Jerrod Mayfield of Mayfield Equine Services has shoed the Mules in the Bakersfield area many times. Once again, Jerrod gave his energy and skill to the 3 Mules endless journey.
A journey showing respect and reverence for earth our home and all its inhabitants. A journey using the energy of this ages old sacred relationship between human being and horse showing all those who the 3 Mules pass the extreme value of a spiritual connection to the natural world and the web of life which nourishes us all.
Young green grass coming up everywhere from the past couple weeks rain. There will be plenty of feed for the mules as we move South to San Diego and hopefully plenty of oatmeal for the Monk.
Mules enjoying life, living in harmony with the energy that flows around, under, over and through them, the energy of the web of life. It’s what makes life worth living. Nothing else. Without it we are all doomed.
The veterinarian came out today to look at Little Girl. She has cellulitis. Maybe it’s time to retire her. We’ll wait and see.
In the meantime, the Mules are searching to purchase two 15.3 – 16 hand stout draft mules, 3 to 18 years of age. Must be easy to shoe and healthy. We don’t want white as it makes the mules too easy to spot at night for thieves and others with less than a legitimate intentions. If you have a mule for sale that fits this description, please private message photos, location, price and your contact information. Would like to see photos of teeth and video of back feet being picked up.
Clocks fall back one hour on Sunday. Daylight saving time became a national standard in 1966 when President Lyndon B. Johnson signed the Uniform Time Act, which was established as a way to continue to conserve energy. The thinking was if it’s light out longer, that’s less time you’ll need to use the lights in your house.
Living outside all day every day, the Mules naturally wake up at dawn’s first light. In the late afternoon, we begin to look for a good place to stop to rest before nightfall. Thus, the Mules aren’t too affected by DST change. However, we do wear a watch to keep track of time when cooking with the pressure cooker and if we have a scheduled appointment.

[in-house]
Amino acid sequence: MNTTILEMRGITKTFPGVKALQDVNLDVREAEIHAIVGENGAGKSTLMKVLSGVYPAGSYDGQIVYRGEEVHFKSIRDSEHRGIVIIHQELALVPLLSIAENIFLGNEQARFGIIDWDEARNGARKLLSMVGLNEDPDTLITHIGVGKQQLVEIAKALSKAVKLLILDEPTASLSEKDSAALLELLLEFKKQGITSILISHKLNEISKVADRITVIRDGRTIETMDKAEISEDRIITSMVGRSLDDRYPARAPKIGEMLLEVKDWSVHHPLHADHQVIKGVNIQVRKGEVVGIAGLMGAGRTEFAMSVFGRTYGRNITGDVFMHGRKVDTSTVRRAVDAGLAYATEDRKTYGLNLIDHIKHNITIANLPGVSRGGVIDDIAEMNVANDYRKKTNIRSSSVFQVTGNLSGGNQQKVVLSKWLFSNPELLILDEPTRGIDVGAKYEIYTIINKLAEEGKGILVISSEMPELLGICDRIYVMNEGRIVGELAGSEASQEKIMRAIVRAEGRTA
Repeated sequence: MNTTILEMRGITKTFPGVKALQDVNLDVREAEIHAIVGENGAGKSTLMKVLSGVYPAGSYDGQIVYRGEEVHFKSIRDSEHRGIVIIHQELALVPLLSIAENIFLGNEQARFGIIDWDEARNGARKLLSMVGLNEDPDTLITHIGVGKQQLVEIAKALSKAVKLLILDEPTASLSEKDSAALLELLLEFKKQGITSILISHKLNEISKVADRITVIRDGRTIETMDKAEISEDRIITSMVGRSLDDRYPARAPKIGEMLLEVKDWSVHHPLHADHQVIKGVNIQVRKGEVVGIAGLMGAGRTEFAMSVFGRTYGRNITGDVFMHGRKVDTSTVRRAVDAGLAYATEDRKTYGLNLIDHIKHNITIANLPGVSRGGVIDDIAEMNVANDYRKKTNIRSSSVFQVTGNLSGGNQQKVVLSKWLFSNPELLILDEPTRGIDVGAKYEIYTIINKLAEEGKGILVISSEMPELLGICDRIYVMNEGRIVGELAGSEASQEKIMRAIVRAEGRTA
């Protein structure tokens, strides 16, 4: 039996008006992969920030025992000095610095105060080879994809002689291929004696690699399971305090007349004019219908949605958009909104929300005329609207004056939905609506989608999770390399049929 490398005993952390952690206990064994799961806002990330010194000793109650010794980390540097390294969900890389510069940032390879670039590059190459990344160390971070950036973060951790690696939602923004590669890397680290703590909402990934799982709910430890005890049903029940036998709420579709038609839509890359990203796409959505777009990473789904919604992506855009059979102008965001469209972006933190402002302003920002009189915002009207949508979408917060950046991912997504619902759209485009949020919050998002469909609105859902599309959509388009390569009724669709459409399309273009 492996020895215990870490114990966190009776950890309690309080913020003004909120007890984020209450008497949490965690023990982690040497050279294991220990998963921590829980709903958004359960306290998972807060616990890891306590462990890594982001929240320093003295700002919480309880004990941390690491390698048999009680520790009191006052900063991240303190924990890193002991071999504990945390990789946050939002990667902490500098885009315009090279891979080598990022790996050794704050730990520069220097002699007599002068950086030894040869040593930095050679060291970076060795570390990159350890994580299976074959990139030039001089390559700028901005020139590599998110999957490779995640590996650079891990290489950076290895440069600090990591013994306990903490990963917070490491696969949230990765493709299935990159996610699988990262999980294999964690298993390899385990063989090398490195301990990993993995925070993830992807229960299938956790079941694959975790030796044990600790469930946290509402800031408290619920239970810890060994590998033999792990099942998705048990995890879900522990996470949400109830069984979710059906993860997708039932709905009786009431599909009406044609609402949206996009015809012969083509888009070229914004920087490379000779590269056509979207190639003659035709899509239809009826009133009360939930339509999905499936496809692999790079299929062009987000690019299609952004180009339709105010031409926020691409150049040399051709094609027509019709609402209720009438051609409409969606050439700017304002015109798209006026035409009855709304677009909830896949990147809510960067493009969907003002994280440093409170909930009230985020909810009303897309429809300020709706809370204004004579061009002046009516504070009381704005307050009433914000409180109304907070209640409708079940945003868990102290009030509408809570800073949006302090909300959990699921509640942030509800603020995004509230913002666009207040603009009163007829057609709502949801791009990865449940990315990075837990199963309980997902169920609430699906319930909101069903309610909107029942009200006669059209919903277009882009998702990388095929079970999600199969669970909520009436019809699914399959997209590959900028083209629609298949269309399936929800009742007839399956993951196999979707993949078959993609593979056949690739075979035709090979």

Last Spring, when the Mules were making their way through Palm Springs, a comment was made on one of our posts that the Mules were making bad choices. “Bad choices” is social worker speak for alcoholism, drug addiction, etc.
In none of these activities or addictions do the Mules engage. Instead, we practice the sacred act of walking and the spiritual engagement with creation the Natural World. This is not a bad choice. It is a wonderful choice. A choice created and made available to all from a Trump down to a weak little man and everybody somewhere in between.
This is why it is so important that the right to travel on and across this country using a multi-use public thoroughfare, open to all its citizens, be protected by all with extreme vigilance.
Excerpts from Sierra Sun article:
Outdoor activity is often associated with physical well-being.
Being in the natural world also plays a vital role in mental health, according to Dr. Michael Merzenich, professor emeritus at the University of California, San Francisco and a leading pioneer in brain plasticity research for nearly five decades.
When people are engaged in activities like hiking, Merzenich says, the brain is getting its own exercise, constantly assessing and reassessing the environment for everything from threats to making minute adjustments along an uneven hiking trail.
In the natural world, Merzenich said novel things and surprises trigger this super-charged state, but as people have built cities and more recently, turned their attention to digital devices, they are no longer getting the benefits of being engaged with their environment.